Ajmal Amir Mohammed Kasab, a 25-years-old Pakistani citizen disowned by Pakistan, and the sole surviving terrorist from the 2008 Mumbai attacks was hanged in Pune’s Yerawada Central Jail on November 21 — just days before the fourth anniversary of the macabre attacks. The verdict against Kasab, who was charged with waging war on the State and convicted of 166 counts of murder – has been welcomed by Indians as a victory of democracy, with the Judiciary winning over emotional rancor.
But has India really won anything with the death of Kasab?
While the families of survivors of his victims are trying to seek closure of the wounds of 26 /11 — as the attacks came to be known in India — the latest execution in India has spurred the debate against capital punishment yet again. Some survivors’ families acknowledge they get no revenge through Kasab’s death. Others said he should have been hung in public. The widow and daughter of a slain police officer – Vijay Salaskar — were “overjoyed” that Kasab was finally hung to death.
Colin Gonsalves a human rights activist said during a TV debate in Delhi that “snuffing out a life is no cause for celebration. Instead if Kasab had been reformed it would have been a worth a celebration.” The point Gonsalves was trying to make – and which is worth pursuing in the campaign against the death penalty — is that the remorse of a condemned convict facing execution ought to be put on record with due publicity. That possibly helps in closure more effectively than in seeking vendetta. Even human rights activists failed to condemn the execution of Kasab, a confused young terrorist who had confessed that he did not know the meaning and significance of Jihad.
While I am deeply against capital punishment, I admit there is a psychological conflict. Kasab was caught alive by a policeman who died trying to capture him alive. By capturing the terrorist alive not only did the policeman – Tukaram Ombale – make a supreme sacrifice to the nation’s security, he supported democracy and the justice system, as well
By capturing the terrorist alive, India had a golden opportunity not just to prove her democratic and judicial credentials but it was a golden opportunity to establish the causes for terrorism. But as a senior counsel S.P. Shankar in Bangalore told me, ”Establishing the causes for terrorist activity was not the issue in the trial, the issue was waging war against a nation and 166 counts of manslaughter.”
So in effect, capital punishment in this case does not address the issue of terrorism; in failing to address terrorism, India has only addressed the symptoms, not the malaise itself. That could be true of all nations that still exercise capital punishment. Terrorism is a global scourge today and it needs long term statesmanlike solutions, not knee jerk reactions like “war on terror” or decapitating traitors like Kasab or Afzal Guru – another death row convict in India who has been awaiting decision on his mercy petition for eight years now.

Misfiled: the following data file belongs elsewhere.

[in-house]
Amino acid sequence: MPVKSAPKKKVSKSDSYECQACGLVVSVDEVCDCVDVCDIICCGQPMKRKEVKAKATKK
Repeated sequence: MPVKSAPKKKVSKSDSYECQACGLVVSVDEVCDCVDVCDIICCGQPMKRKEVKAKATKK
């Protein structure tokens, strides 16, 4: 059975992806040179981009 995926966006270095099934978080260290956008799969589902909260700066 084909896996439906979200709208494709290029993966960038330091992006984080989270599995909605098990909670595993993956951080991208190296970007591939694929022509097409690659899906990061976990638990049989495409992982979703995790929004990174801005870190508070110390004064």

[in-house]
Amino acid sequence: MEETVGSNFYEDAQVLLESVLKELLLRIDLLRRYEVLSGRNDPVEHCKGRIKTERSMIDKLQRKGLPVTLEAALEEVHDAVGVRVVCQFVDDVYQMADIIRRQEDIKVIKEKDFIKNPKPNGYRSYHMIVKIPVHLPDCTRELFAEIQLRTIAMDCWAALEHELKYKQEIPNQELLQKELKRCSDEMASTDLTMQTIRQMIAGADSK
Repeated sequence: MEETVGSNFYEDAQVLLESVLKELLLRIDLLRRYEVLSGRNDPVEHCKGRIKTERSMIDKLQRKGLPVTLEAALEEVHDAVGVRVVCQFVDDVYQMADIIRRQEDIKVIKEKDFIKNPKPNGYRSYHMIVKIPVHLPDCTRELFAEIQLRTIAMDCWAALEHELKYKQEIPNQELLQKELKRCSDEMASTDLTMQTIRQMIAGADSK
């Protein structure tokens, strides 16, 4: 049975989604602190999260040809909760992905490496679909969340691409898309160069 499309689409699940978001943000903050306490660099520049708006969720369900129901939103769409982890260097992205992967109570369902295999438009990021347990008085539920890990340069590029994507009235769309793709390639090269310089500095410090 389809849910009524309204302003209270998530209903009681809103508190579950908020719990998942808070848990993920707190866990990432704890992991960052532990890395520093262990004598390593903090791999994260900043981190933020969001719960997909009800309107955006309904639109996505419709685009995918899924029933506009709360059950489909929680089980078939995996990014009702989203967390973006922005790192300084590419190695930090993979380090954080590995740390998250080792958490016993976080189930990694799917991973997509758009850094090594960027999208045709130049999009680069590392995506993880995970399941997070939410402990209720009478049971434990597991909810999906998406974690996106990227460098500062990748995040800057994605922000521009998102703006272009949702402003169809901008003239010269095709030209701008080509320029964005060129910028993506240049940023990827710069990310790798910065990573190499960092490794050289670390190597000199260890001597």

Capital punishment does not maim terrorism but only breeds more terrorists.
Throughout his trial, focus remained on his terrorist master minds – the handlers and the political angle of waging war against India. To that extent the judicial process in India was an avowed expression of inability to book the conspirators. The far right Bharathiya Janata Party commented Wednesday after the execution that it was “better late than never”. Typically emotive reactions like this will not cure the scourge. Or saying he should have been hung in public is not only distasteful and barbarian but voyeuristic.
Yes, I understand the argument of families who lost their dear ones in the attack. Were he and his comrades not barbarian in killing 166 innocent men women and children? No one can condone such atrocities. Yes, it was a cold-blooded terrorist attack, but instead of “an eye for an eye and tooth for tooth” wouldn’t it be statesmanlike and far sighted to address the causes of terrorism? Shakespeare said all those years ago that adversities bring out the best or worst in the human character. The state apparatus is large enough and faceless — distant enough to exercise restraint and nip emotions. Statecraft needs dispassionate governance.
I myself went through an intense introspection on Wednesday after hearing about the execution on TV. I came to terms that Kasab was prepared to die in a hail of bullets and for him to await the death penalty after conviction was a pacified punishment. I did not feel sorry for someone who had such scant respect for life and death. According to the BBC, Kasab’s lawyer was quoted as saying that when the lawyer last met the convict in August, Kasab was nervous and requested that he be somehow freed or rescued from the hangman’s noose. It is exactly this sentiment of regret on the part of the perpetrator that the death penalty seeks to achieve or deter.
Violence only begets violence. Of course none opposed the death penalty of Ajmal Kasab. Mr. Unnikrishnan, the father of Major Sandeep Unnikrishnan who was killed in the gun battle, told the NDTV channel that he can neither gain closure nor feel satisfaction because killing Kasab does not address the issue that causes terrorism.
It is these causes — be it a lack of political freedom, unfulfilled economic aspirations, or growing within systematic violence – that are glossed over by the public spectacle of hanging a mass-murderer. If militancy can be traced to unfulfilled aspirations, then it is the attempt of identifying with the man on trial, rather then the act of dehuminizing him, that may bring the most insight into potential ways to prevent terrorism before it occurs.
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